Before Sybil Ludington was making history and riding to warn soldiers, she was simply the eldest child in her family. Her responsibilities were immensely important to her family such as taking care of 11 other children and protecting them when her father had gone off to war. She and her sister were also responsible for protecting her small town by keeping them updated and warned. Of the 12 children that her father had, he only trusted Sybil and one other child with the codes used in the revolution to spread news. She was trusted immensely by her father and everyone in the town while demonstrating wonderful skill in horse riding. Sybil seemed to have always been very protective and responsible due to necessity of the hard times America was undergoing. After the night of her heroic ride, Sybil became a regular messenger and aided the American Revolution until she married a lawyer. After the war, her and her husband opened an inn where Sybil worked for the rest of her life. From very early in her life, Sybil had been trusted with much information about the war that it is unsurprising that she stepped up to a heroic situation and worked hard to help America in the revolution.
Can you imagine, in a world where women were “lesser” than men, a girl who has barely hit puberty takes on the job of a revolutionary soldier because she could. This week, I’d like to discuss how Sybil Ludington failed her initial mission but succeeded in the long run of history. Sybil Ludington was born in 1761 which made her 16 in 1777 when a messenger came to her house at night to warn her father of incoming danger. Danbury was being burned and attacked by British soldiers but her father’s militia was off duty in their own homes. The messenger did not know where the militia lived but Sybil did! She rode and banged on doors only on the doors of her father’s men. After her 40 mile ride, the militia arrived at Danbury only to find they were too late. So why is she important if her mission failed and a city was destroyed? While her ride did not accomplish what everyone hoped for but because the men were already assembled when they were not originally supposed to, they were already prepared for the fight at Ridgefield with the British on the next day. So while things may not happen as planned, a success in the future might be capable because of a failure.
The Female Paul Revere
“The British are coming! The British are coming!” These are the words that everyone knows about and connects them to Paul Revere (even though it’s thought that he never actually said this). While Revere’s ride was important why is his ride the only one remembered? Sybil Ludington did the exact same thing but most have never heard of her. For this week’s post, I would like to compare Revere’s and Ludington’s rides and let you decide who history should have remembered more.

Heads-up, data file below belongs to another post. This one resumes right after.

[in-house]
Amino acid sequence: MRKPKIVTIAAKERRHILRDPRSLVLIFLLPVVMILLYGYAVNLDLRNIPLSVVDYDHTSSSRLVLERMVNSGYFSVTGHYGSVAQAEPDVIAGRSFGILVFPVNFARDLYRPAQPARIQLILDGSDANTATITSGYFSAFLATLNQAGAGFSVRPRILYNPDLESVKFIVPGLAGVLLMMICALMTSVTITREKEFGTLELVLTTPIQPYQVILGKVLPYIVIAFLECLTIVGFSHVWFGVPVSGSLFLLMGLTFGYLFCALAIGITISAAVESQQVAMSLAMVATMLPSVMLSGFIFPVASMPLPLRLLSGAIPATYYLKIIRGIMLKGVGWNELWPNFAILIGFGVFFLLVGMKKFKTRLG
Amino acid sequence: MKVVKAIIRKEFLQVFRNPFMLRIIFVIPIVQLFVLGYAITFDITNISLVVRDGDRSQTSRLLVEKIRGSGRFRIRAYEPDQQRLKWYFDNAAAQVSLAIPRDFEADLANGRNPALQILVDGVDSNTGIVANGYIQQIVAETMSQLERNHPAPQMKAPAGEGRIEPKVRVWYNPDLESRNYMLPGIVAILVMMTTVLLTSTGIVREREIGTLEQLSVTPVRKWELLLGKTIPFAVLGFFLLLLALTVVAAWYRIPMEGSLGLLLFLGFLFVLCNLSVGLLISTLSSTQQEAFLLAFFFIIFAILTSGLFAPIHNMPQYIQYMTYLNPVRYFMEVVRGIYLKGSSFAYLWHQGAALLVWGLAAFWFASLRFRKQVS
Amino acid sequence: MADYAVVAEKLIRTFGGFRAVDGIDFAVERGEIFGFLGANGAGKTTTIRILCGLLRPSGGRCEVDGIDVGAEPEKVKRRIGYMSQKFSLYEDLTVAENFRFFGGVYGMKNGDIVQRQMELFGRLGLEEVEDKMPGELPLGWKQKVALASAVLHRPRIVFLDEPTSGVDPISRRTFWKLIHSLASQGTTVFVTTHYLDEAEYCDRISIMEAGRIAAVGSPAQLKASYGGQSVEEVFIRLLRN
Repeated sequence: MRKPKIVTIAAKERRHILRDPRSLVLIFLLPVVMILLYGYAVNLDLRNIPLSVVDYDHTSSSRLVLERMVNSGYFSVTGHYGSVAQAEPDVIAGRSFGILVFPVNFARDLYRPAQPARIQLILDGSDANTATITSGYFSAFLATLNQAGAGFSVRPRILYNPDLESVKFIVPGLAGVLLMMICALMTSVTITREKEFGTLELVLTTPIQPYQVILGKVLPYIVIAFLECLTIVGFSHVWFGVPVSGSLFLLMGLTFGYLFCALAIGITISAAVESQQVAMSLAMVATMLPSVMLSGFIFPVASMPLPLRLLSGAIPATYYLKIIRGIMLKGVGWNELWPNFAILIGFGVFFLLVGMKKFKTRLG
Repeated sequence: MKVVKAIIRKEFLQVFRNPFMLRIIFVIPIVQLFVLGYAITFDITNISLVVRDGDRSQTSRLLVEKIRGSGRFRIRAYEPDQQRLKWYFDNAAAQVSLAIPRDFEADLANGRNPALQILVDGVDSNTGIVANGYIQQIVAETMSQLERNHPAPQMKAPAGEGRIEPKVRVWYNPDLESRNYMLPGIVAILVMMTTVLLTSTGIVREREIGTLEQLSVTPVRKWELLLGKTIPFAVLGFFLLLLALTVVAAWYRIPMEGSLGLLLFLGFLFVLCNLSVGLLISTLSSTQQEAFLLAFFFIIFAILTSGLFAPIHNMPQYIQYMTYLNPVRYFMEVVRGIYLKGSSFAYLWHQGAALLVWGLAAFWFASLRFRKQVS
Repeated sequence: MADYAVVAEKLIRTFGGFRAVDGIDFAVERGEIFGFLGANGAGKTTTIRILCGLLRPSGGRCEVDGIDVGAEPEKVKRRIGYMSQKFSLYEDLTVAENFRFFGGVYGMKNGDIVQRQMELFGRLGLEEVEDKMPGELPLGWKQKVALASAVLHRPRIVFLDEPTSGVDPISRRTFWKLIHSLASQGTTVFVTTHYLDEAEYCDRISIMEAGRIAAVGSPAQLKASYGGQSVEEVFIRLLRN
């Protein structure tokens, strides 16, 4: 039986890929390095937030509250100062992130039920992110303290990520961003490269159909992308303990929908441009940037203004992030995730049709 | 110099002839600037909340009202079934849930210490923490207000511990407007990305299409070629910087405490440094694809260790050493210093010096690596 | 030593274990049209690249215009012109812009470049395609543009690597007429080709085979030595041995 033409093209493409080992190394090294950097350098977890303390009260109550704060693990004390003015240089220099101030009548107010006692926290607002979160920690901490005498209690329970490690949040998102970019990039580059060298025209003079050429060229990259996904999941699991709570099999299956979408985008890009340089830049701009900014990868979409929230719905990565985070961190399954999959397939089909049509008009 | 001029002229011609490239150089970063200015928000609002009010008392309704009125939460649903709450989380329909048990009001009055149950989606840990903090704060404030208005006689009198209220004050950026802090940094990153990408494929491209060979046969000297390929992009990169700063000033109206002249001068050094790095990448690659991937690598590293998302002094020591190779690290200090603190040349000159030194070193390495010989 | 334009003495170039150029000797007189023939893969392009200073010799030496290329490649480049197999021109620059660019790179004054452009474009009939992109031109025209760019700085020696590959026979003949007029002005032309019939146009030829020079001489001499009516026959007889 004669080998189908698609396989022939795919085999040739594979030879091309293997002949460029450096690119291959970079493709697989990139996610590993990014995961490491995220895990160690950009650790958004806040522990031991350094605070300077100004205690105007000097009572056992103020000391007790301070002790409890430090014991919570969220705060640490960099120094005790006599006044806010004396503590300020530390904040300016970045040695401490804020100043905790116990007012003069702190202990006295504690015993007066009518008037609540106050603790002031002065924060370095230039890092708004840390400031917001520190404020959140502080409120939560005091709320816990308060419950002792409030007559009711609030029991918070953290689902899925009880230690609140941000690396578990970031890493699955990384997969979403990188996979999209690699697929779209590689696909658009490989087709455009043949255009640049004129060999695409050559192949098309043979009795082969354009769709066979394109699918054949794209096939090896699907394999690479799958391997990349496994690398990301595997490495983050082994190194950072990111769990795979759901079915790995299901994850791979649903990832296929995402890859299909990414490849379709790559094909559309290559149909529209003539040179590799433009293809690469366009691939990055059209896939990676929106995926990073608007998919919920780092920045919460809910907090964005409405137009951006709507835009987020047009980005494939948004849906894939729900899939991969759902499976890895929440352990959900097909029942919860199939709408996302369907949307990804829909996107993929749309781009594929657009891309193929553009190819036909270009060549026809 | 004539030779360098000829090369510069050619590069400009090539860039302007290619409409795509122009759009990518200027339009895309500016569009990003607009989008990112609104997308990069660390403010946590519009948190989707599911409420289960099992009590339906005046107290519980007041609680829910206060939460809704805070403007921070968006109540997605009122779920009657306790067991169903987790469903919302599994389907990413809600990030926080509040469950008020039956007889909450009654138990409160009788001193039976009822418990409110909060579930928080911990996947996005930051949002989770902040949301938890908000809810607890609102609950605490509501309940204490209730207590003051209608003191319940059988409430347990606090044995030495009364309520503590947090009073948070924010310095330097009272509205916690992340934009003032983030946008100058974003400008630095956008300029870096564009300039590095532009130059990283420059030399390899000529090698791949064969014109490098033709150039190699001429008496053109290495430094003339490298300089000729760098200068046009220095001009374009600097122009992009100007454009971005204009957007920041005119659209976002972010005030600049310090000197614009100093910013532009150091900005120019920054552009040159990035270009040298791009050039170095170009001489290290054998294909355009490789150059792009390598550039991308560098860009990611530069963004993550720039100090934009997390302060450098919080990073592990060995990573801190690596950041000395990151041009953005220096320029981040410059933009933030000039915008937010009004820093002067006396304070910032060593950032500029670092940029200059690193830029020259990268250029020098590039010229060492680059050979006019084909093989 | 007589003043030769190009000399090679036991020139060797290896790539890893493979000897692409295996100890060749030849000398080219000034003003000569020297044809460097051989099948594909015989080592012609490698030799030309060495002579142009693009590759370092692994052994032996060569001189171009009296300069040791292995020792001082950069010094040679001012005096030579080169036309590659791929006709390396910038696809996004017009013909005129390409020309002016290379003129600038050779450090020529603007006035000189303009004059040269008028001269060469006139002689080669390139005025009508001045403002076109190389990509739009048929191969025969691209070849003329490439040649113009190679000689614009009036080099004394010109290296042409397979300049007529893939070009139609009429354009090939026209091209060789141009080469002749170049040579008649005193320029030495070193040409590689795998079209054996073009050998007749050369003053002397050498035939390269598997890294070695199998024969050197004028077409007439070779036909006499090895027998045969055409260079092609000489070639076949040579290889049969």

Paul Revere was important to history in more ways than his ride, he was indeed part of the revolution and helped organize the alarm system but out of all his efforts in the war the ride is the most famous. His ride was 25 miles, was not the only rider, and was the beginning of his alarm system that included lanterns and loud noises.
Sybil was 16 years old when her father’s militia was about to be attacked near Danbury. The militia’s men were scattered in their homes all around and in the middle of the night so probably asleep. The original messenger did not know the area so was not confident in running this warning around. Sybil rode 40 miles to warn her father’s men and even defended herself with her dad’s musket. She saved 400 men in one night’s ride.
So while Paul Revere was a bigger part in the Revolution as a whole, in regards to the same act that both people did, I believe Sybil’s ride should be more known.
Welcome to my blog about my historical badass, Sybil Ludington. She is the daughter of Henry Ludington who was a colonel in the revolution. Long story short, she is famous for riding her horse at night to warn the militia of the British forces attack on Danbury, Connecticut. This ride is similar to the one of Paul Revere but her ride was twice as long (40 miles) and she was only 16 at the time (April 26,1776). She is now a legend but is not very well known because Revere is the one that history decided to recognise.